My day at Chequers with Trump – it was like a bad wedding heading for divorce
As dawn broke over the serene foot of the Chiltern Hills today, there was little sign of the tsunami that was to arrive.
Dog walkers in shorts and sandals strode about. Birds chirruped in tranquil treetops. The sun began to warm the air.
Theresa May’s majestic 16th century manor house, Chequers, stood peacefully in 1,000 acres of English countryside.
Then Donald Trump – and his giant mop of blonde hair – arrived.
You could hear the US president well before you could see him.
Hundreds of aides, assistants and secret service agents flanked him as he rocked up for talks with the Prime Minister.
The deafening noise of the US president and his army of aircraft landing at 11am immediately shattered the stillness.
The ground shook and the skies cracked with ear-splitting military hardware.
It was the perfect metaphor for the devastation he had wreaked overnight.
In an explosive interview, Mr Trump had trashed Mrs May’s plan for Brexit.
He had also praised her fiercest rival for the leadership of the Tory party.
With a large white tent erected in the garden of Chequers for reporters, the scene had the feeling of the morning after a wedding. One that had ended badly. Extremely badly.
Senior aides to both the PM and the US president looked visibly shattered having presumably spent the previous night desperately trying to work out what they could do next.
Conscious of the political earthquake he had triggered, Mr Trump began a clumsy bid to repair the special relationship.
"It’s nice to see you again," he said, hopefully, as he approached Mrs May. Clearly still fuming, Mrs May barely reacted.
Donald Trump’s UK visit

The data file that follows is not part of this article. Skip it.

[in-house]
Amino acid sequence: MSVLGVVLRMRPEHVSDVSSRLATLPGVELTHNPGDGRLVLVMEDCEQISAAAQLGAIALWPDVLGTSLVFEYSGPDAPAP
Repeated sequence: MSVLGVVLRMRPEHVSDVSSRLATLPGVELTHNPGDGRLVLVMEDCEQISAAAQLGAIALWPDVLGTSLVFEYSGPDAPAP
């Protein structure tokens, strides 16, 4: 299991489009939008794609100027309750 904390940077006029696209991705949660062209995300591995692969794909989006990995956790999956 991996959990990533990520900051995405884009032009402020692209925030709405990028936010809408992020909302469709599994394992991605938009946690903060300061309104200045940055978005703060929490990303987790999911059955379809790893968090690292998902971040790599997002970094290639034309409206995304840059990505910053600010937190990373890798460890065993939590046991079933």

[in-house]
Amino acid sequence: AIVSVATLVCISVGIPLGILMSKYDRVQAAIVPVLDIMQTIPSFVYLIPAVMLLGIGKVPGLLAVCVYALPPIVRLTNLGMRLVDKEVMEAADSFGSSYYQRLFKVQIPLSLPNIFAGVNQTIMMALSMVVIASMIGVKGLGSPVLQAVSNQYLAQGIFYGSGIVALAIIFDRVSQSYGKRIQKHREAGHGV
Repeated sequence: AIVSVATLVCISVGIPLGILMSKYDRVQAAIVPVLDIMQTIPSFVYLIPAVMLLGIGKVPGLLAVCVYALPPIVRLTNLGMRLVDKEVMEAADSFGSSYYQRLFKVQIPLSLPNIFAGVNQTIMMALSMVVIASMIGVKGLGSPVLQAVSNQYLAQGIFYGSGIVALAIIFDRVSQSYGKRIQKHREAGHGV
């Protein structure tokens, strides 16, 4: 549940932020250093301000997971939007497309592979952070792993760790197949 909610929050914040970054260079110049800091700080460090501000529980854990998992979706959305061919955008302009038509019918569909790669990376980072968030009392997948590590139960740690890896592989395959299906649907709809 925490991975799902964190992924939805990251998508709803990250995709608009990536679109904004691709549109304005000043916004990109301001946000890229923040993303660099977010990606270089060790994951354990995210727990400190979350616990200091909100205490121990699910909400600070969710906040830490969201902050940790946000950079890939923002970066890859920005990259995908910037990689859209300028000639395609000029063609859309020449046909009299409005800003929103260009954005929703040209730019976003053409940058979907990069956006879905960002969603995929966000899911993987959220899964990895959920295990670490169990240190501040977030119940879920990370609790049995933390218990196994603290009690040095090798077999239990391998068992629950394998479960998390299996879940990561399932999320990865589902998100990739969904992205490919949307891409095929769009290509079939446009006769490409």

Unfazed, Mr Trump turned to reporters and flashed a grin from his tiny mouth, insisting: “The relationship is very, very strong."
Not one person watching was convinced.
It was too late. The damage had been done.
In an extraordinary outdoor press conference later on in the day – following bilateral talks and lunch – Mr Trump tried once again.
He insisted Mrs May was an "incredible woman" and that the relationship between the UK and US was "the highest level of special".
They stood next to each on the podium in front of the press. But the personal distance between them was huge – and very obvious.
Mr Trump had begun the week saying Mrs May’s government was in "turmoil". He ended it by saying Boris Johnson – who disagrees with the PM on Brexit and resigned this week – would make a "great Prime Minister", adding: "I think he’s got what it takes".
Even when trying to make amends at Chequers, Mr Trump couldn’t resist saying he didn’t know what Mrs May was doing with Brexit.
As the US president and the PM stood awkwardly together at Chequers, Mrs May looked like she would rather be on another planet.
On the day of her second anniversary as PM, the last person she wanted to have lunch and a press conference with was Mr Trump.
Despite the plodding efforts of Mr Trump to rekindle their relationship, they look like they are heading for a separation. Permanently.
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